Most students who start in STEM do not fully realize the breadth of scientific career opportunities available to them. I know for myself while growing up in Pakistan, I thought the only careers in science were either medicine or engineering. I remember being super excited in my biology class when I started learning the details of what goes on inside a cell. However, when I used to think about a future in biology, the only path for me seemed to lead toward becoming a physician, and that path did not appeal to me.
Unbeknownst to me at the time, there is a vast ocean of careers in STEM. Now, as a graduate student at the University of Michigan (U-M), I realize that I was not alone in thinking that becoming a physician or an engineer are the only career options in STEM. To tackle this misconception, Andrea Ramos, a former graduate student at the University of Michigan, created the organization called Developing Future Biologists (DFB) with the goal of eliminating barriers to a career in STEM. In line with this goal, the DFB short course was created. Andrea’s vision was to provide hands-on research experience in developmental biology to undergraduate students who did not have access to these opportunities at their own colleges or universities, providing them with research experience and making other research opportunities more attainable.
The DFB course is an intense week full of a variety of learning experiences. During the week, the students attend introductory lectures on developmental biology, perform corresponding hands-on lab experiments, and attend various professional development sessions and career panels. Some of the professional development sessions include how to write a good CV and personal statement. A big part of DFB week-long courses are the career panels. These panels include (but are not limited to) various career options in STEM and Meet-the-Scientist-Graduate Student. One of the most successful panels from last year was the Meet-the-Alumni panel. Participating students were really excited to meet various DFB alumni and had the opportunity to network and ask questions. This panel enabled interaction across previous DFB student cohorts and helped build a sense of community among students. By the end of the week, students were equipped with basic knowledge of developmental biology and, perhaps more importantly, were aware of the vast career opportunities available in STEM.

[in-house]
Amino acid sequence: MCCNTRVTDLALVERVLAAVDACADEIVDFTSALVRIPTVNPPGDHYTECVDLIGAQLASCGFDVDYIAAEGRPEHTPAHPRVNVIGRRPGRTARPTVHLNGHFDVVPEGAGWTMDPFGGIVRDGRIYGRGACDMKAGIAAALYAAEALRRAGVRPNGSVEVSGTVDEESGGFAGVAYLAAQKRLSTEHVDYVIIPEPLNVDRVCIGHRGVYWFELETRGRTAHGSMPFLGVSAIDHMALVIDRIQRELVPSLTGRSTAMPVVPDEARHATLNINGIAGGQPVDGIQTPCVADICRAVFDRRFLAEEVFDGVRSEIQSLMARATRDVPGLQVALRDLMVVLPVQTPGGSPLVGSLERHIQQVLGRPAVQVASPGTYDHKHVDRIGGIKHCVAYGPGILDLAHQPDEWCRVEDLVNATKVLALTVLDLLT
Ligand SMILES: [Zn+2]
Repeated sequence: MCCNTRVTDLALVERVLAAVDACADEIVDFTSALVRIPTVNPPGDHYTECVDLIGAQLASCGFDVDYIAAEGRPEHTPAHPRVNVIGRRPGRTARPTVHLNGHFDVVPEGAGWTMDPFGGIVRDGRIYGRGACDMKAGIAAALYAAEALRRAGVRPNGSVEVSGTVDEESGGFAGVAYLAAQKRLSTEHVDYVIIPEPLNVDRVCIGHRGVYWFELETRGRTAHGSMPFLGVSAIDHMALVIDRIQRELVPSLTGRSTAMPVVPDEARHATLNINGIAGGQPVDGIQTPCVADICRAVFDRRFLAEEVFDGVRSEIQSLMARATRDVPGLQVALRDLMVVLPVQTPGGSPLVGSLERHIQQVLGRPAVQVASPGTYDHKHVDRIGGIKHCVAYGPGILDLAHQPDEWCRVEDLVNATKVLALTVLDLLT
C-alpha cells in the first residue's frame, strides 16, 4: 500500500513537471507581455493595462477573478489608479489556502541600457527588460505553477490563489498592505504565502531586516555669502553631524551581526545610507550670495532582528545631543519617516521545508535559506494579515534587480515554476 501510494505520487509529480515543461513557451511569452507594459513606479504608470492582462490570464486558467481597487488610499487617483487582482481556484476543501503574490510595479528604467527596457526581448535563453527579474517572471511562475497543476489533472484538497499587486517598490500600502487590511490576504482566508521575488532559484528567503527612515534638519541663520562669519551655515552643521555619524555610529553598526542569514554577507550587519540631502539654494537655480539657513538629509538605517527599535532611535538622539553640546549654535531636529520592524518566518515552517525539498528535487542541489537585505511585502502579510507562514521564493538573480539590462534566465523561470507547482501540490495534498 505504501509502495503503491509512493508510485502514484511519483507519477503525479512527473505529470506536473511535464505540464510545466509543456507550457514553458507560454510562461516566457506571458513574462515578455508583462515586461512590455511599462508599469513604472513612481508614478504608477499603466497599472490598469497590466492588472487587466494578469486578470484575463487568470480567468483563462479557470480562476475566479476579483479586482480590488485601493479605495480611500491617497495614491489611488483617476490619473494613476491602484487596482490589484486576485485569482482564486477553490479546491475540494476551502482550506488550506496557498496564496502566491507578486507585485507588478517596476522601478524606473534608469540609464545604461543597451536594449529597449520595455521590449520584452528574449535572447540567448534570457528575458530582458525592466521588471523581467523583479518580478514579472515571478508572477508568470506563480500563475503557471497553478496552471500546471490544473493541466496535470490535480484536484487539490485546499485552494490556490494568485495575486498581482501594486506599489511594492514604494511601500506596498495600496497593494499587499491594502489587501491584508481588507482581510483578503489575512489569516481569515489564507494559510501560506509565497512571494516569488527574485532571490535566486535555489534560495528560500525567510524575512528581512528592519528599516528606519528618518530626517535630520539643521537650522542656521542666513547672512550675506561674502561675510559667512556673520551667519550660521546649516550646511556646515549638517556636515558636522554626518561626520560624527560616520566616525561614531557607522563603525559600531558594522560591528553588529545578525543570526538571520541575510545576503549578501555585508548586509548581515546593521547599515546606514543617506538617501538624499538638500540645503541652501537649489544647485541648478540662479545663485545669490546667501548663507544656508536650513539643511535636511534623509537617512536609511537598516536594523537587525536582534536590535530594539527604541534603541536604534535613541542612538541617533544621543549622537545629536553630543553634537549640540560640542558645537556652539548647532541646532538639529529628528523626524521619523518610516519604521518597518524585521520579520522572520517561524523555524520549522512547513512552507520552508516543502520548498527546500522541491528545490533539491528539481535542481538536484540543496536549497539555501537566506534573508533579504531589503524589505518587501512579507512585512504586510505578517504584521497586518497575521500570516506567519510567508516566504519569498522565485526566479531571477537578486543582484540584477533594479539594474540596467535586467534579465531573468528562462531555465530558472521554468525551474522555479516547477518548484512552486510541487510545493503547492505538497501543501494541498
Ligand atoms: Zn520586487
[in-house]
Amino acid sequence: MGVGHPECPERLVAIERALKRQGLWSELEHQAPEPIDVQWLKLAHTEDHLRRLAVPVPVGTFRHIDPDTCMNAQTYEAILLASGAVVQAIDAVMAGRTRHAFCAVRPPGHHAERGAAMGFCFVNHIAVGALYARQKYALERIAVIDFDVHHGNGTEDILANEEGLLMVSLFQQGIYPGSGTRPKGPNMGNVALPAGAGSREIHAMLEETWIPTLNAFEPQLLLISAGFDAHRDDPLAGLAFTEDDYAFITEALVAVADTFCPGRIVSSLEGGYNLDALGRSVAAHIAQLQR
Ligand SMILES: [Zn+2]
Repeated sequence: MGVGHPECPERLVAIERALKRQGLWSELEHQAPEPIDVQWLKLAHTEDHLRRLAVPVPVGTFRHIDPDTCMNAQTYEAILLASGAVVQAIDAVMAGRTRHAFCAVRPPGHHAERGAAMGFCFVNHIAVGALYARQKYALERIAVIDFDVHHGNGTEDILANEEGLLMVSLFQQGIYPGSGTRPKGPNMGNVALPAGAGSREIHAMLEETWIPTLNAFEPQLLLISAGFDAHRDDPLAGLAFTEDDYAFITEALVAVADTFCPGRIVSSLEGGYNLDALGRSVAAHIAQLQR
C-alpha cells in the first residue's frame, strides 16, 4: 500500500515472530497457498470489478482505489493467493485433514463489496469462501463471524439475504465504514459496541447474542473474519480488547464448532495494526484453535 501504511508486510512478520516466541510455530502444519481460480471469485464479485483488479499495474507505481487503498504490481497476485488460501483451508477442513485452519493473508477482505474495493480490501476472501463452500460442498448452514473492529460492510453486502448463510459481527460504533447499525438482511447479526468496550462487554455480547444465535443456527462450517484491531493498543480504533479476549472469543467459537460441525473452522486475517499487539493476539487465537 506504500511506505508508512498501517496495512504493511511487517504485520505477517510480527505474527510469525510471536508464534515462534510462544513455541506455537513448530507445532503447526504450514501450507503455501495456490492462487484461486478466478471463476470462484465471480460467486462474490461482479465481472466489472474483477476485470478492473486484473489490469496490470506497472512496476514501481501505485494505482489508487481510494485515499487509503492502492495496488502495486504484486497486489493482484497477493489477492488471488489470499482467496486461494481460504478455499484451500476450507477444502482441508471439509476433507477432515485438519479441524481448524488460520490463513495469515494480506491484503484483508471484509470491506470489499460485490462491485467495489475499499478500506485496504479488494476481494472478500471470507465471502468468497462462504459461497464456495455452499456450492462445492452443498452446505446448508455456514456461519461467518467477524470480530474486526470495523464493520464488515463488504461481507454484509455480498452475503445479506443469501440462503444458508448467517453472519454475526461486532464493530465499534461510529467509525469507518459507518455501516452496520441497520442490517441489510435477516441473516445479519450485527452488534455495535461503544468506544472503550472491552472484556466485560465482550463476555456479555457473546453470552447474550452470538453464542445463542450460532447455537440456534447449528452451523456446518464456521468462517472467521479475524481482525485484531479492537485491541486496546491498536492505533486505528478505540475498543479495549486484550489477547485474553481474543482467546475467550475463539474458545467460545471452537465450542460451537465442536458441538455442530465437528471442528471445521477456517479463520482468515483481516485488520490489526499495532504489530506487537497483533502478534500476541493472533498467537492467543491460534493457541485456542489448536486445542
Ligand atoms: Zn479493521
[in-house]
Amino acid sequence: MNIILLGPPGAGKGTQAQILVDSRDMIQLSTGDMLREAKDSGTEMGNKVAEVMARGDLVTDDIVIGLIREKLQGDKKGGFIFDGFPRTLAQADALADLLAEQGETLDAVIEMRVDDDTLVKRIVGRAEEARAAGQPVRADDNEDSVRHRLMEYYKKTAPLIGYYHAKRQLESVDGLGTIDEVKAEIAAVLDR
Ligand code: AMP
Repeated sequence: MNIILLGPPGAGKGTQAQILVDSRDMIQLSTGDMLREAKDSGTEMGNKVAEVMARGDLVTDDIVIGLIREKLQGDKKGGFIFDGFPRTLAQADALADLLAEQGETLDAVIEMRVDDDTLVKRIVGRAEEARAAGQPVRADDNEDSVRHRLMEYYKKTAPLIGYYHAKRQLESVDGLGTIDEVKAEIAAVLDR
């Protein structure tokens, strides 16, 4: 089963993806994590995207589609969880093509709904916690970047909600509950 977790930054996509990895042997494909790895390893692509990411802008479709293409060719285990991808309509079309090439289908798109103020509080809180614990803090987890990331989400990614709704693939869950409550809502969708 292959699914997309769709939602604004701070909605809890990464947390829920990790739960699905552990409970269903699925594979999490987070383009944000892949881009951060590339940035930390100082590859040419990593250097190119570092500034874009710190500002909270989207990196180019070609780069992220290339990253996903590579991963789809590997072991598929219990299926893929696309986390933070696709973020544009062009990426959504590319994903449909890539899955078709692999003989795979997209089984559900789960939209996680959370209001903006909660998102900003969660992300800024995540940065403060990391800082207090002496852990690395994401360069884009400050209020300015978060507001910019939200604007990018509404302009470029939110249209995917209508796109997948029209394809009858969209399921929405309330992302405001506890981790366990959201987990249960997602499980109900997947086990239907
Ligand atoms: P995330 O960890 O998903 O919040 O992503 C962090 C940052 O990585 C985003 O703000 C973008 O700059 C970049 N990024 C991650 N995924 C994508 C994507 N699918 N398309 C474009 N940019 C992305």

To further the mission of DFB, our team is currently working on planning events to help engage with our alumni throughout the year. These sessions will include various professional development opportunities, summer research opportunities, one-on-one mentoring, helping students with their personal statements, and meet-the-scientist sessions. The year-long programming enables us to extend our commitment to fostering the development of our DFB students throughout the entire year and further expose our alumni to STEM career options. As I mentioned previously, an important component of DFB’s mission is to teach students about possible career options in science other than medicine or engineering. Therefore, this programming will serve to highlight important career options such as academic or industry research, scientific consulting, patent work, journal or grant editor, and many more! Even among students who go to graduate school, career paths are becoming much less linear, and it is important to us that we make all these options as accessible as possible to our students.
Being a first-time instructor this year, I am super excited for this year’s course. Even though we will be online again, I am excited to engage with our course participants and involve the students with at-home hands-on research! DFB is thriving because of the support we have received form our partners over the years, including funds from an ASCB COMPASS Outreach Grant. DFB is exactly the type of program I wished I had when growing up in Pakistan, and I hope that our DFB course participants really enjoy this year’s course and learn about all the opportunities available to them.
About the Author:
Coming from Pakistan, where a career in science primarily consists of being a physician, Fatima Javed had no idea how broad the field actually was. It was here in the United States that she was exposed to the potential of what a scientist can achieve through research. Currently, Fatima is a fifth-year PhD candidate at the University of Michigan, working to understand how our immune cells go toward a site of injury or infection. As a proud Pakistani American, Fatima understands the limitations and hiccups eager minds can face in the field. That is why she is working with DFB to help eliminate barriers for a career in STEM for these young minds. Contact her on Twitter at @DFB_UM; @javedfatima2; Instagram at @dfb_UM or Facebook: @developingfuturebiologists